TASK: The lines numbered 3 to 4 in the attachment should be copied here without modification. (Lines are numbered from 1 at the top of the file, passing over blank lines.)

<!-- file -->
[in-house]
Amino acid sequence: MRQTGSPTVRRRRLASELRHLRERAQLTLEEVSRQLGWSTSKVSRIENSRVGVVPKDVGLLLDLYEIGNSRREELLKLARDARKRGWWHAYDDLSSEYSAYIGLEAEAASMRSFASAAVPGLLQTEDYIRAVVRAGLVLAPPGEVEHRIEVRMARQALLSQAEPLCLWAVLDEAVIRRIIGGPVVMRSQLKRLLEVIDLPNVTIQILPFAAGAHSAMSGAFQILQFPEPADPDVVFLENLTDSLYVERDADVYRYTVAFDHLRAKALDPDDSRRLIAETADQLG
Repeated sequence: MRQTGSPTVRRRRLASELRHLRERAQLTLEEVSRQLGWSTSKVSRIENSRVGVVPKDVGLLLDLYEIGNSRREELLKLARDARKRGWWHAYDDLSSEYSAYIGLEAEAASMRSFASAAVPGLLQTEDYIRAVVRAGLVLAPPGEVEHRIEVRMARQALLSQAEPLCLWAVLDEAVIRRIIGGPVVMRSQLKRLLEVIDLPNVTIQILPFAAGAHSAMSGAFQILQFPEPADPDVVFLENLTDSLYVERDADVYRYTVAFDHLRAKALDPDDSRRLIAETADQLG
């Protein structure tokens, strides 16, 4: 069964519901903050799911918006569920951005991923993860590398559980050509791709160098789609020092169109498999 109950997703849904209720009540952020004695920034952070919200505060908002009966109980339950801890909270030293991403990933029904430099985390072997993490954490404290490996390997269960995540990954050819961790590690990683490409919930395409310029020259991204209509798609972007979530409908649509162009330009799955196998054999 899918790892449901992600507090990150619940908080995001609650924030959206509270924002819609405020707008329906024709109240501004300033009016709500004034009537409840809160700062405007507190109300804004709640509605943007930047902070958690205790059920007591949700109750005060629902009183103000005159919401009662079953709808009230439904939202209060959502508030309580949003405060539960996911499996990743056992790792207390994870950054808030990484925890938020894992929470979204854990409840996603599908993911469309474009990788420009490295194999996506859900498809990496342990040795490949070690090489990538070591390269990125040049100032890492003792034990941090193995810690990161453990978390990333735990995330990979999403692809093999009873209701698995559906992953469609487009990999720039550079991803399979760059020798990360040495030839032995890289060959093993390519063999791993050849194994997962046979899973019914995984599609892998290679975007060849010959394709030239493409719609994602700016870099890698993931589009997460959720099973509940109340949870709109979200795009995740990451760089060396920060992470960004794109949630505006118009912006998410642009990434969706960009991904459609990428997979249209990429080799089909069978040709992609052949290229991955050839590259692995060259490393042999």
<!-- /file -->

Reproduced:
Repeated sequence: MRQTGSPTVRRRRLASELRHLRERAQLTLEEVSRQLGWSTSKVSRIENSRVGVVPKDVGLLLDLYEIGNSRREELLKLARDARKRGWWHAYDDLSSEYSAYIGLEAEAASMRSFASAAVPGLLQTEDYIRAVVRAGLVLAPPGEVEHRIEVRMARQALLSQAEPLCLWAVLDEAVIRRIIGGPVVMRSQLKRLLEVIDLPNVTIQILPFAAGAHSAMSGAFQILQFPEPADPDVVFLENLTDSLYVERDADVYRYTVAFDHLRAKALDPDDSRRLIAETADQLG
């Protein structure tokens, strides 16, 4: 069964519901903050799911918006569920951005991923993860590398559980050509791709160098789609020092169109498999 109950997703849904209720009540952020004695920034952070919200505060908002009966109980339950801890909270030293991403990933029904430099985390072997993490954490404290490996390997269960995540990954050819961790590690990683490409919930395409310029020259991204209509798609972007979530409908649509162009330009799955196998054999 899918790892449901992600507090990150619940908080995001609650924030959206509270924002819609405020707008329906024709109240501004300033009016709500004034009537409840809160700062405007507190109300804004709640509605943007930047902070958690205790059920007591949700109750005060629902009183103000005159919401009662079953709808009230439904939202209060959502508030309580949003405060539960996911499996990743056992790792207390994870950054808030990484925890938020894992929470979204854990409840996603599908993911469309474009990788420009490295194999996506859900498809990496342990040795490949070690090489990538070591390269990125040049100032890492003792034990941090193995810690990161453990978390990333735990995330990979999403692809093999009873209701698995559906992953469609487009990999720039550079991803399979760059020798990360040495030839032995890289060959093993390519063999791993050849194994997962046979899973019914995984599609892998290679975007060849010959394709030239493409719609994602700016870099890698993931589009997460959720099973509940109340949870709109979200795009995740990451760089060396920060992470960004794109949630505006118009912006998410642009990434969706960009991904459609990428997979249209990429080799089909069978040709992609052949290229991955050839590259692995060259490393042999």